Your cat may have heavy breathing or pant as a result of a respiratory infection that makes it difficult for him to breathe normally. These infections typically begin as viral infections in cats before turning into secondary bacterial infections.

For the infection to be treated and your cat to breathe more easily, antibiotics might be required. As your cat's condition improves, humidifiers and steam may help clear mucus and make nasal breathing easier.

3. Heartworm

Breathing problems are a potential side effect of heartworm in cats. Treatment for heartworm includes supportive care with corticosteroids to reduce inflammation. In severe instances, oxygen therapy may be required. You must continue giving your cat monthly heartworm preventatives since heartworm disease can be fatal for cats.

4. Hydrothorax and Congestive Heart Failure

Hydrothorax is caused by the buildup of fluid in and around the lungs, which can lead to fast, heavy breathing, coughing, and panting. In addition to drugs to dilate blood vessels, eliminate extra fluid, and increase the heart's contractility, the condition may be treated by draining the fluid.

5. Feline Infectious Peritonitis (FIP)

Cat coronaviruses are the cause of the viral illness known as Feline Infectious Peritonitis (FIP). Appetite loss, weight loss, sadness, and fever are symptoms of FIP. This condition has a quick progression, which can lead to fluid buildup in the abdomen and cause difficulty of breathing. 

6. Other Conditions

Cats may also pant or breathe heavily in response to trauma, anemia, neurological conditions, pain, bleeding, tumors, and allergic reactions.

Why Is Your Cat Breathing Heavy and What Can You Do About It?   2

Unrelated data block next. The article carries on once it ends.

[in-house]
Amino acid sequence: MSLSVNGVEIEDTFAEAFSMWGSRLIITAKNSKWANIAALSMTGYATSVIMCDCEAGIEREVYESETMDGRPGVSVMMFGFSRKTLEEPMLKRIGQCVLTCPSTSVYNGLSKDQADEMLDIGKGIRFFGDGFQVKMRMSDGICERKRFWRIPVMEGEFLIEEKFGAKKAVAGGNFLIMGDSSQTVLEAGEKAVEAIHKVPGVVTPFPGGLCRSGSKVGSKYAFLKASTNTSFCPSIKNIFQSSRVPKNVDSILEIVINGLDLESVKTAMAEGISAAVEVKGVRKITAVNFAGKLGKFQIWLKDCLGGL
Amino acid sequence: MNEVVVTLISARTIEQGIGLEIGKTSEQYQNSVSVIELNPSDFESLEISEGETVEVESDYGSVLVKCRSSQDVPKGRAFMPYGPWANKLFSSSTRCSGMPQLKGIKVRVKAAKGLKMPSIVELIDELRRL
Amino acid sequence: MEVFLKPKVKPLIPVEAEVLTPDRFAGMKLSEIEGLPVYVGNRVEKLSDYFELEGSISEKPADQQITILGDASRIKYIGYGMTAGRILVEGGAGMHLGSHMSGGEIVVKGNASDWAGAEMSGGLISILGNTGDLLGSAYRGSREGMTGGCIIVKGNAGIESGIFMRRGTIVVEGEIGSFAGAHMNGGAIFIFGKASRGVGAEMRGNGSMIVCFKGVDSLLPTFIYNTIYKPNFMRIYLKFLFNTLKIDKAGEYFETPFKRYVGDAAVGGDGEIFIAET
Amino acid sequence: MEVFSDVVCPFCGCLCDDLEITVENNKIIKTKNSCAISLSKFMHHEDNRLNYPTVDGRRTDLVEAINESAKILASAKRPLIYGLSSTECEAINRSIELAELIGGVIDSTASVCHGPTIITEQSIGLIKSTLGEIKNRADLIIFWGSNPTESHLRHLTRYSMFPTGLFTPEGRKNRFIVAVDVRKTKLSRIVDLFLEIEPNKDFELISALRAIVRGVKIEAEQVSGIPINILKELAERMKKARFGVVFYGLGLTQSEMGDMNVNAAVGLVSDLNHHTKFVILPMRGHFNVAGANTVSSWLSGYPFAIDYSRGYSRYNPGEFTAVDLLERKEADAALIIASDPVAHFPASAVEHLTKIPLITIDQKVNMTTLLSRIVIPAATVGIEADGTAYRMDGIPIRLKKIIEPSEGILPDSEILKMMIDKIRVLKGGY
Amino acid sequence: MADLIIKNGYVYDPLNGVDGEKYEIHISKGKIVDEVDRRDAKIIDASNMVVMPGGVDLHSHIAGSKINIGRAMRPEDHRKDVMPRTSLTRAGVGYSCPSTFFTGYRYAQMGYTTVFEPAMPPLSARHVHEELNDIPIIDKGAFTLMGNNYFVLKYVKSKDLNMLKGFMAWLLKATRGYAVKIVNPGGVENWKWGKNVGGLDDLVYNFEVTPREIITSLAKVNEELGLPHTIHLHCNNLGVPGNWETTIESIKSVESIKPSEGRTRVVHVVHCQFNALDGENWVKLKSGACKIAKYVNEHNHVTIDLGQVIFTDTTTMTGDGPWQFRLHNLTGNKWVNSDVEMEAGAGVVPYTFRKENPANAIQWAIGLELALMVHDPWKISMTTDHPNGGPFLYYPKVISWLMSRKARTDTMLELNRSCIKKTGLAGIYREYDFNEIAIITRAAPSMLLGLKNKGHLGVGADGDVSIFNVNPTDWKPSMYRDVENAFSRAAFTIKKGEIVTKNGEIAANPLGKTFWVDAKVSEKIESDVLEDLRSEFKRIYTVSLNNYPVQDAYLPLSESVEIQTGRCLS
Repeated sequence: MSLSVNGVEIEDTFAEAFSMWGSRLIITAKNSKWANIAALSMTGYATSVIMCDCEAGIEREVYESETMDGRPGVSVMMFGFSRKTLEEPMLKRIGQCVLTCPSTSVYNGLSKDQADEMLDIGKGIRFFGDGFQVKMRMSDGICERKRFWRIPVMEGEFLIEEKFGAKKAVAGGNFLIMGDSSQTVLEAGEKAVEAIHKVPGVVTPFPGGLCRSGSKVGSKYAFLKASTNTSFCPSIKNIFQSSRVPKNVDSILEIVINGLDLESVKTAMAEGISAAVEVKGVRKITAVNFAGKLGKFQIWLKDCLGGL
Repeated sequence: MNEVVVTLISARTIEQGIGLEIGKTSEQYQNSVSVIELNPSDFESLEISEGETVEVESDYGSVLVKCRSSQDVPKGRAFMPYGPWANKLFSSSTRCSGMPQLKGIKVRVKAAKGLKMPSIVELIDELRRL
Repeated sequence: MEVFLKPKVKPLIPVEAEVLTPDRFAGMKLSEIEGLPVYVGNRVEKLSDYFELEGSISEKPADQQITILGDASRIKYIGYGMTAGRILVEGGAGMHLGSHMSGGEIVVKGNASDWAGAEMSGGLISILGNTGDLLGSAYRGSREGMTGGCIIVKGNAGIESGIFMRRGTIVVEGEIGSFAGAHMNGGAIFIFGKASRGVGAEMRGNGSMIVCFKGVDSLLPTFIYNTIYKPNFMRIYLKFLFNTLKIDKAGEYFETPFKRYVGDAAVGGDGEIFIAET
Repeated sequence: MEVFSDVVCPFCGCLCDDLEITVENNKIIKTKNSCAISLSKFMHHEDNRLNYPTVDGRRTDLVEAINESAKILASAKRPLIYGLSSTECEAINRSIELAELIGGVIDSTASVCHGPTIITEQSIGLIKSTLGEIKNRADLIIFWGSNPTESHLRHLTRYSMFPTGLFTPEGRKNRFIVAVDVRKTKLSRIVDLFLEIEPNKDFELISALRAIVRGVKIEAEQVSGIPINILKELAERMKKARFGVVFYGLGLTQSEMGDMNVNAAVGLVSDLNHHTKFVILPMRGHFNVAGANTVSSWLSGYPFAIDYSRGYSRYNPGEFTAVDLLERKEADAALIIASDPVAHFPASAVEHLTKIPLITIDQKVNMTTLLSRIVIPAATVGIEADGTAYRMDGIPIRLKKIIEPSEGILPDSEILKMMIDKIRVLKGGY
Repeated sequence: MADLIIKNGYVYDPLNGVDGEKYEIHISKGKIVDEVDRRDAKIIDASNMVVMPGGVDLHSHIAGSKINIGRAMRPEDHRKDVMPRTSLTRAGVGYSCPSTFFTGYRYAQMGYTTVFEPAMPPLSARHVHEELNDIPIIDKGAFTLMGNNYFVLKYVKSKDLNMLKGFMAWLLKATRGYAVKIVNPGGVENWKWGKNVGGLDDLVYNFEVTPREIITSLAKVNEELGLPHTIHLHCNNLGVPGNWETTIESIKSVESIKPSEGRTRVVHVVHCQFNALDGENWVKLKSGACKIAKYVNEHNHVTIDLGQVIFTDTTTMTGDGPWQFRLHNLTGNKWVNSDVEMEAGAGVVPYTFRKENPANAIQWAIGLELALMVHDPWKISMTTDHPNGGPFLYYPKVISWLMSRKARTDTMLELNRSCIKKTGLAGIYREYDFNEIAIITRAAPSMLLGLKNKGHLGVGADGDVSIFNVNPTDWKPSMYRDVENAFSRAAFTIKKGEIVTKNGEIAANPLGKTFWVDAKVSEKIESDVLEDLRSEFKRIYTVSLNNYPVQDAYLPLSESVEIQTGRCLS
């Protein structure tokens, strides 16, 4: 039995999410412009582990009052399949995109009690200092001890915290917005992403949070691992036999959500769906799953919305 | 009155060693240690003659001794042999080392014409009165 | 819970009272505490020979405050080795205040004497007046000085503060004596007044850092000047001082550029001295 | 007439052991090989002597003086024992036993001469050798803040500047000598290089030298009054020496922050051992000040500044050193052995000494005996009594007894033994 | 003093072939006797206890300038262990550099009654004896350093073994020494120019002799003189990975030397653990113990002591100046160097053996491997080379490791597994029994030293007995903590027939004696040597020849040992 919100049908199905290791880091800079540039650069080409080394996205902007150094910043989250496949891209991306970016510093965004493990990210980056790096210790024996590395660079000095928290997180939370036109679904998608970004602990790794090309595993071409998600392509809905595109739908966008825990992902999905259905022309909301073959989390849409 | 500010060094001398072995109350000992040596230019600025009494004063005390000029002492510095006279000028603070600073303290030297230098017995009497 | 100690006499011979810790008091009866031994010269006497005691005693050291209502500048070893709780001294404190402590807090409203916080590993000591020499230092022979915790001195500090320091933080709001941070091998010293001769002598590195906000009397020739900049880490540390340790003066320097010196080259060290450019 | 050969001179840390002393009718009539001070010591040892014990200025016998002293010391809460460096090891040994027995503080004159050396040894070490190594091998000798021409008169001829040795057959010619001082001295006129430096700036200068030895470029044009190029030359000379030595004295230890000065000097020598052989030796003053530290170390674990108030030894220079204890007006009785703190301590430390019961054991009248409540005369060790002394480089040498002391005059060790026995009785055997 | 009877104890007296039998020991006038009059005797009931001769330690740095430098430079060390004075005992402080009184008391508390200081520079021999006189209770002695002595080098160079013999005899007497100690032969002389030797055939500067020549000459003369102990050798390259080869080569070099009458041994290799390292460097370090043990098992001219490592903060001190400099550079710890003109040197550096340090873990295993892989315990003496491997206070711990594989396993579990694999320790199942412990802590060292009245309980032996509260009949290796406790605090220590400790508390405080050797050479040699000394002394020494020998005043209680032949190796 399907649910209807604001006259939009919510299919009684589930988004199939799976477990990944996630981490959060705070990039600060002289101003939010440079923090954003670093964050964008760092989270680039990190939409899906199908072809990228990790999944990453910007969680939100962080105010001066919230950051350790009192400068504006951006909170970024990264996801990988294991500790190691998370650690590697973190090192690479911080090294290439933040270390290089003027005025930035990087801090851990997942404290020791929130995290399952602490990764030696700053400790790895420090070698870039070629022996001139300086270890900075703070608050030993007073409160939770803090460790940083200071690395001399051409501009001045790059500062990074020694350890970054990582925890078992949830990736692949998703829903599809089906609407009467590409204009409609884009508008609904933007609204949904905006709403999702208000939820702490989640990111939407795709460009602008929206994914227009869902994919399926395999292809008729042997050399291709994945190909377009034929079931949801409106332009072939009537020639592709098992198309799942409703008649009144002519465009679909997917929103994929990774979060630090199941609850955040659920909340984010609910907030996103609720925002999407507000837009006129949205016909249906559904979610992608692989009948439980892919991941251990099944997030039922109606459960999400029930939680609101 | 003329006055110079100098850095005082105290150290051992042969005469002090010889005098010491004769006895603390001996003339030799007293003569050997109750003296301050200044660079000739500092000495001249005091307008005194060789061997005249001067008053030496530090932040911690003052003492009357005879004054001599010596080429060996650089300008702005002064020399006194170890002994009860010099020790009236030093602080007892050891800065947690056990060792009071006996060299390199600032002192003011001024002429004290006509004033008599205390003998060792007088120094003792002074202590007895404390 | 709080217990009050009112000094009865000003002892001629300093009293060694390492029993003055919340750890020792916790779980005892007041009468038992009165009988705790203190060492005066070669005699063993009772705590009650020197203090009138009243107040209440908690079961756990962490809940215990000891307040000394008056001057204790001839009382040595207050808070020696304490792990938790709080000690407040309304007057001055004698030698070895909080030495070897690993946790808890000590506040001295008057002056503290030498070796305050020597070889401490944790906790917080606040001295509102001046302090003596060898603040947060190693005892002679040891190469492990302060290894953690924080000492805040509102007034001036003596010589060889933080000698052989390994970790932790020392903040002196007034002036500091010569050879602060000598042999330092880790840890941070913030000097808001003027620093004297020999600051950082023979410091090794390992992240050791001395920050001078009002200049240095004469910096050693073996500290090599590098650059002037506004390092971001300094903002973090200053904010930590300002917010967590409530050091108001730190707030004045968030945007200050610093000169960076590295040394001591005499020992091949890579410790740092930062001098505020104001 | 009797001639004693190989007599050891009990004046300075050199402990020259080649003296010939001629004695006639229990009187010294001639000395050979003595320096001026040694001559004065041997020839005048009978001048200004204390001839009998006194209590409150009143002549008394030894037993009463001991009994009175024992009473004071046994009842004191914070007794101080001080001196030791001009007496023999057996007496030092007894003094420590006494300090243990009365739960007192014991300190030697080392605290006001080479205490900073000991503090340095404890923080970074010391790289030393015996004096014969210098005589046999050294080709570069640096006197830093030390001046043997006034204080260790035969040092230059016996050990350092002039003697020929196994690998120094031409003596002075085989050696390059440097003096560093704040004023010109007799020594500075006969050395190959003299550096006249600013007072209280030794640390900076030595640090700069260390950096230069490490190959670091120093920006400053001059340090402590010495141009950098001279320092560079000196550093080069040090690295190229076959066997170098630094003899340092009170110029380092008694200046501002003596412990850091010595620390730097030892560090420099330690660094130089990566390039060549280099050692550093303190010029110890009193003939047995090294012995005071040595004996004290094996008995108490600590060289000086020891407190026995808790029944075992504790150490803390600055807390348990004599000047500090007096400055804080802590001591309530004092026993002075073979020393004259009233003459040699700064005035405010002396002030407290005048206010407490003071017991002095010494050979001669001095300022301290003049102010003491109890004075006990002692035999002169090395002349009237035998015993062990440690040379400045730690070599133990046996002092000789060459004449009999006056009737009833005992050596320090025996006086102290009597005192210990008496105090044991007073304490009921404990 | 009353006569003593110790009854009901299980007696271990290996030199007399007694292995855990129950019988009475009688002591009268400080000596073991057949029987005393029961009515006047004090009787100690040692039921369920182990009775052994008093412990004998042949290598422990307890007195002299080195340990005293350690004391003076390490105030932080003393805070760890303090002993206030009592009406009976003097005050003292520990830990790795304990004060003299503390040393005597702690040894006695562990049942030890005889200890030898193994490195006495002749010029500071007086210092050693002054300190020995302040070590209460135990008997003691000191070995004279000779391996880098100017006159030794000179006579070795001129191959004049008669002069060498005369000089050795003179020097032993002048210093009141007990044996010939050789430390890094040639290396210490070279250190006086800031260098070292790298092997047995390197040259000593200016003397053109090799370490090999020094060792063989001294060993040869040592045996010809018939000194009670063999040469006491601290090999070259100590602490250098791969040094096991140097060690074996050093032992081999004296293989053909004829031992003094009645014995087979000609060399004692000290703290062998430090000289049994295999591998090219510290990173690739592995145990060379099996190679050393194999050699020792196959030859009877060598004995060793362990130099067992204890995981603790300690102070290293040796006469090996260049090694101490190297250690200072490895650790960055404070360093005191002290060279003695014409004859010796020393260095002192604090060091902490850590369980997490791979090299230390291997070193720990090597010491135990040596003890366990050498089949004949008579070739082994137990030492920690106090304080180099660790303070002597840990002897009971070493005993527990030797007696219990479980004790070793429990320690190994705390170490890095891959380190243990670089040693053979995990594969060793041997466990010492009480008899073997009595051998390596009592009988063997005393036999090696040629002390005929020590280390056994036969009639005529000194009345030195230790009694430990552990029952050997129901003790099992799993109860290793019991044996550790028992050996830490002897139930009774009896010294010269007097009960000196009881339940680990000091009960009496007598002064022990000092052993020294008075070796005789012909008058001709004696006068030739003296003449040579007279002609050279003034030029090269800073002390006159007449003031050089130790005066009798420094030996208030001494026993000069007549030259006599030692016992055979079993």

How to Treat and Prevent Heavy Breathing in Cats?

As with any health issue, treating heavy breathing in cats start with identifying the cause. For instance, FIP can lead to fluid buildup in the chest, which can make breathing difficult. In the same way, discovering a tumor in your cat's chest or a foreign body in its trachea will call for entirely different treatment strategies.

The prevention of heavy breathing is a completely different matter, and it depends on managing your cat's health thoroughly. Remember that a regular cat breathes between 15 and 30 times per minute when they are relaxing or sleeping.

Simply counting breaths a few times to make sure the findings are reliable will allow you to assess your cat's respiratory rate on your own. If you observe that your cat is breathing more than 30 cycles per minute together with other unsettling indications including lethargy, blue gums, or hiding, you should get in touch with a veterinarian right away.

Keep the heartworm, flea, and tick medicines up to date and be sure to get your cat examined by a vet at least once every year. The first step in figuring out whether something is out of whack is understanding your cat's typical behavior. Keep in mind that you are always your cat's first line of defense.

Also read: Best Cat Food Brands for Indoor Kitties


If after reading this article, you are still concerned about your cat's breathing difficulties, then, it's crucial to get veterinarian attention. As always, it's best to err on the side of caution when it comes to your cat's health.

Additionally, it's critical to keep in mind that early diagnosis, before a condition progresses to a more serious health issue, is essential for effective treatment. In addition to potentially protecting your cat's health, early treatment could ultimately save you money.